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Cream of tomato soup: home edition. December 23, 2009

Posted by ourfriendben in homesteading, recipes.
Tags: , , ,

Silence Dogood here. When I was a child, my favorite soup was—you guessed it—cream of tomato soup, the kind that came in a can. I still consider cream of tomato soup a favorite cold-weather comfort food, so when I saw some cans of a local PA brand, Hanover’s, on sale at the little grocery near us, I was inspired to buy a couple.

Turns out, the Hanover’s cream of tomato soup was surprisingly good, rich and smooth with no off-flavors and a simple ingredients list boasting no high-fructose corn syrup or other nasties. And few things are simpler than opening a can of soup, adding milk, butter, and salt, and sitting down with a hot bowl of creamy soup, a hot roll or crusty baguette—or another comfort-food fave, hot popcorn—and a sliced apple. Aaaahhhh!!!

Needless to say, next time I went to the store, I rushed to the soup aisle to stock up. Guess what? No Hanover’s soup. I checked every other brand in the store, and they all had high-fructose corn syrup, flour, and other ingredients that would make them taste just like Campbell’s, which I find has a tinny off-flavor, the reason I’d never eaten cream of tomato soup as an adult. Oh, no, just when it looked like I’d reclaimed my lost love!

Over the next few weeks, I went to a couple of other groceries in the area, in addition to rechecking the original store. No luck. No Hanover’s, and every other brand had the same ingredients as Campbell’s.

Give up? No way, with victory within reach. Heading to my good friend Google, I checked out recipes for homemade cream of tomato soup. I found recipes, all right—recipes that used fresh tomatoes, clove-studded onions, and a slew of other ingredients that had never appeared in the cream of tomato soup I knew and loved, the soup I wanted to reproduce. Not that I’m passing judgment on all these recipes, they might be delicious. They simply weren’t what I was looking for. (I also found a bunch of recipes for cold cream of tomato soup. Yikes.) I was on my own.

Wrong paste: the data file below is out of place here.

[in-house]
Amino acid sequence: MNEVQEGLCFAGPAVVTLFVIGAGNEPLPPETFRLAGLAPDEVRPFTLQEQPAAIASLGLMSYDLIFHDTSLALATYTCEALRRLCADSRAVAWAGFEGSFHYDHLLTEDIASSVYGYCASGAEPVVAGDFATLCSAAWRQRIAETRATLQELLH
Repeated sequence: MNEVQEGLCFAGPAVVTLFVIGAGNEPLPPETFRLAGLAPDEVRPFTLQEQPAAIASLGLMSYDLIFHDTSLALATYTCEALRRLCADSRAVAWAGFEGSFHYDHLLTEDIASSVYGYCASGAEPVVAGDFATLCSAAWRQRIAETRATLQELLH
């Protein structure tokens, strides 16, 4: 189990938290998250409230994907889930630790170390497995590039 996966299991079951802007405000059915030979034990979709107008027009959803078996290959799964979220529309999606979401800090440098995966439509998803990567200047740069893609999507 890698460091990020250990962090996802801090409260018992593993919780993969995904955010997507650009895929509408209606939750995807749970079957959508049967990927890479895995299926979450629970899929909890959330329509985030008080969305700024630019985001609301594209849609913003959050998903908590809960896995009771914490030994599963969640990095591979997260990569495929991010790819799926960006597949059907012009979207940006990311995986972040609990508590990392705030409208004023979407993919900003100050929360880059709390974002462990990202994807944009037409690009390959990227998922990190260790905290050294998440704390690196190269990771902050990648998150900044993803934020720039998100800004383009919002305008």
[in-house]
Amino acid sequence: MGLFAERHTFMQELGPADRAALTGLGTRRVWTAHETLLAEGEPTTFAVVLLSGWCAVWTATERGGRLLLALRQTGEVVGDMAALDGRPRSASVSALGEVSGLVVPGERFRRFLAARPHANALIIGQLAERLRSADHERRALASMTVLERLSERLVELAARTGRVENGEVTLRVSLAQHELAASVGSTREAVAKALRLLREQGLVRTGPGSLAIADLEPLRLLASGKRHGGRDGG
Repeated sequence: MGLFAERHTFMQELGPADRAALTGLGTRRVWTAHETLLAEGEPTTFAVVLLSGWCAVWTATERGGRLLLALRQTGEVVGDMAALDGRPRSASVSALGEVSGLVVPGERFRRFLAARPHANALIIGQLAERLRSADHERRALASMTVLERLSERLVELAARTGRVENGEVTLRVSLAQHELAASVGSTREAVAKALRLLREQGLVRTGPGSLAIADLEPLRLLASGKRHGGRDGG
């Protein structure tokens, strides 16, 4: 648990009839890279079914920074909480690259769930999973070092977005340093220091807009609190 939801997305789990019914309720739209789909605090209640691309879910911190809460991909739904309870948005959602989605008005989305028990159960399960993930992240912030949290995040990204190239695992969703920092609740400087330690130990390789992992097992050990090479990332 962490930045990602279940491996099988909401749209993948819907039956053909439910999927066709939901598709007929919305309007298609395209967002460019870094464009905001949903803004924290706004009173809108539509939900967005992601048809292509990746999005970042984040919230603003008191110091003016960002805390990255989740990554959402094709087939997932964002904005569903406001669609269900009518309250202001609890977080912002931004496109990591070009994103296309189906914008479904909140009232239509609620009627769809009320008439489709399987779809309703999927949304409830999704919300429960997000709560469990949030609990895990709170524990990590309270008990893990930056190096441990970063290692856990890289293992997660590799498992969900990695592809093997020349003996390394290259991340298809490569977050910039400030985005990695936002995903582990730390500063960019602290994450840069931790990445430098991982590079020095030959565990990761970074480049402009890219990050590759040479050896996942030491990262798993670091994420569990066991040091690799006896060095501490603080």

Trying to recall what had been in the Hanover’s soup, I thought I remembered that the tomato base was tomato paste. That made sense to me, since the rich depth and sweetness of tomato paste would hold its own in a milk-based soup. I got right to work. Here’s what I came up with:

             Cream of Tomato Soup

1 6-ounce can tomato paste

3 cups whole milk

1 cup half-and-half 

1/4-1/2 stick butter, to taste

salt (we like RealSalt) and Herbamare or Trocomare, to taste

Heat milk and half-and-half until warmed through; do not allow to boil. Add tomato paste, stirring and mashing with a spoon until thoroughly incorporated into the milk base. Keep heat low, never allowing the soup to rise above a simmer. Add salt and Herbamare or Trocomare, stirring gently to blend. (You could substitute white pepper for the Herbamare or Trocamare, if you’d prefer, or add it as well.) Add butter, sliced. When the butter has melted, stir to blend and serve the soup piping hot, never, never allowing it to boil and serving the second it’s ready, so it has no chance to cool. Serves two.